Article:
By Audrey Goldberg
Last year, Mr. Marwah took a position to lead the Fine Arts Department at New Rochelle High School. Because of this, there was an opening to be the Fine Arts Director at Byram Hills. Thankfully, we are still in good hands, as we now have Mr. Pauliks running the show!
Mr. Pauliks grew up in Pennsylvania and attended Wallenpaupack Area High School. From a young age, he and his siblings took music lessons. He attended Marywood University in Pennsylvania where he majored in music. He also played the horn, and even participated in theater on the side. After college, Mr. Pauliks landed a teaching position at a district similar to Byram Hills and decided to pursue a career in music education. Funnily enough, Mr. Pauliks originally had no interest in teaching, but once he started his job, he loved it. He says, “I stepped into this school and it changed my life. I fell in love with teaching like I never thought I would. I had the most amazing time and I don’t think I could do anything else.” As much as he loved working with students, he still maintained an itch to perform; and so, he did just that.
During Mr. Pauliks’ performing career, some of his favorite and more notable roles include Mike Costa in Chorus line, Billy Lawlor in 42nd Street, and the title role of Pippin in Pippin. His all-time favorite role, however, was playing Prive Gar in an Irish play entitled Private Gareth O’Donnell in Brian Friel’s Philadelphia, Here I Come. Mr. Pauliks has also performed in numerous ballets, including The Nutcracker, The Hunchback of Notre Dame, and Cinderella.
Mr. Pauliks, as he describes, always knew he wanted to pursue a career in the performing arts. He feels “sometimes it’s not that you choose it, it chooses you.” He thrived in an environment where he could sing, act, dance, make music, play instruments, and really just do all the things he loved.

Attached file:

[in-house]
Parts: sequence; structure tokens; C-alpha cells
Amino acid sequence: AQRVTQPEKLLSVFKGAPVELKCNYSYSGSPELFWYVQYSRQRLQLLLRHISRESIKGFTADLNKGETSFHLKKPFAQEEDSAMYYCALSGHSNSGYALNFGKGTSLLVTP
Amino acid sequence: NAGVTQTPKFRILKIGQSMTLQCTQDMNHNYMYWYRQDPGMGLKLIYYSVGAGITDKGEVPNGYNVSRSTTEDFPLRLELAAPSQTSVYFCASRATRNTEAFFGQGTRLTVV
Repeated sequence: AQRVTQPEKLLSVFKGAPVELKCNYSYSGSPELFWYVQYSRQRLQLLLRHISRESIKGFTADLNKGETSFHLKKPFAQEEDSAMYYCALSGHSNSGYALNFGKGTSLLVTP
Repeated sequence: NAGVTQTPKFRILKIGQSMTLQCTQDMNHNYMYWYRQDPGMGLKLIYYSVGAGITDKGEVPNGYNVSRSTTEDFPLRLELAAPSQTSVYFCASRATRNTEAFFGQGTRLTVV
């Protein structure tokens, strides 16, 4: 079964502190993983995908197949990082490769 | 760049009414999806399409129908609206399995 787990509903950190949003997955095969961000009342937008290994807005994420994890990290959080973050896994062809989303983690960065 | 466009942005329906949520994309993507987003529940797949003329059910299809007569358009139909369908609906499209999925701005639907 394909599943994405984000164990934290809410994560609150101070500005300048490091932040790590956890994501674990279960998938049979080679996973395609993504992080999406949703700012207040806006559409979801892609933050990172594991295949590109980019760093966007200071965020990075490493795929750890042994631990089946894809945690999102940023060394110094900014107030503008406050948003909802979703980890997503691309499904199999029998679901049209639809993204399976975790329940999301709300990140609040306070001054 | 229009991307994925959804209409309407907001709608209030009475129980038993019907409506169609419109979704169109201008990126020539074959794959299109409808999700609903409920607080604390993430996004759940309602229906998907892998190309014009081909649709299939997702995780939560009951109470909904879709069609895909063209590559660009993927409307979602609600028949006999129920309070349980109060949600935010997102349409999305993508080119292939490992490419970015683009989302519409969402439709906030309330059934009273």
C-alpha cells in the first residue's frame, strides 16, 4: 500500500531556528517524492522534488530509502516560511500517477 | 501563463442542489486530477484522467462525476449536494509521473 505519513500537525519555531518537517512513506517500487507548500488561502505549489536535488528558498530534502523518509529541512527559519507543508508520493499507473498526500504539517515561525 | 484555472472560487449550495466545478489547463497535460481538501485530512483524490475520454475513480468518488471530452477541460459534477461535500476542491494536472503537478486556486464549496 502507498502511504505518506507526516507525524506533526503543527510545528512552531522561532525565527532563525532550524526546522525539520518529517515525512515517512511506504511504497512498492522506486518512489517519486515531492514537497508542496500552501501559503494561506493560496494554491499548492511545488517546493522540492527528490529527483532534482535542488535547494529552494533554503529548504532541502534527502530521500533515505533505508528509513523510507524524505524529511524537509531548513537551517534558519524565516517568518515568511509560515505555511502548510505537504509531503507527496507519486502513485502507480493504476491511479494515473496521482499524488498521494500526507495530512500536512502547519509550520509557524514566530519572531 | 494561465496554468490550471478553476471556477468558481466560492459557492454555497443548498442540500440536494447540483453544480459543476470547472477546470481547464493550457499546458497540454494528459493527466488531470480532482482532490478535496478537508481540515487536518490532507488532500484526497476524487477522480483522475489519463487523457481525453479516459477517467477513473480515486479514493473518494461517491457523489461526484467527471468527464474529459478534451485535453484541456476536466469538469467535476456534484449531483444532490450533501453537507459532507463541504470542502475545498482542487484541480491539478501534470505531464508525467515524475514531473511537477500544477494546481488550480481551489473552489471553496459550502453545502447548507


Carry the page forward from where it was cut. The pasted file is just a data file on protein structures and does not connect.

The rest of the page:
One of his accomplishments was getting to restore and build art programs in NYC. He got to work with amazing people who all loved to perform. He also built art programs from scratch for ten years. He worked in rural areas bringing light to students through music.
He decided to join Byram Hills because he missed teaching. He felt the timing was absolutely perfect; plus, holding an administrative position allows him to directly shape the BHHS arts programs. Though Mr. Pauliks loved being a teacher, he regrets only being able to teach around twenty students at a time. Now, he can observe hundreds of students and have a significant influence on their love of performance and art.
Because of the coronavirus, Mr. Pauliks’ main goal has been to reinstate the numerous arts programs and get them up and running. Mr. Pauliks described these trying circumstances as nothing short of “devastating.”
Mr. Pauliks also has planned to revamp the fine arts courses at the high school by expanding the curriculum of what is taught in the class “Studio Art.” This class is required for students and is supposed to give an overview of each art program offered. Mr. Pauliks does like how Studio Art teaches using the mediums of watercolors, pastels, and charcoal. However, he believes the class could introduce students to many more types of art forms including graphic design and vocal training. He would like the class to also teach students the basics of music, theater, and even dancing. If each student is introduced to a variety of art forms, he believes that they would want to take another art course after fulfilling the Studio Art requirement.
Mr. Pauliks strongly believes that “music teaches students to think, and processing music in the classroom develops critical thinking skills. It challenges students to think at a higher level and to synthesize information.” He stresses that the performing and fine arts are an outlet for kids to express themselves and he would love to see more students get involved. Overall, Mr. Pauliks cannot wait to continue leading the Byram Hills Fine Arts Department!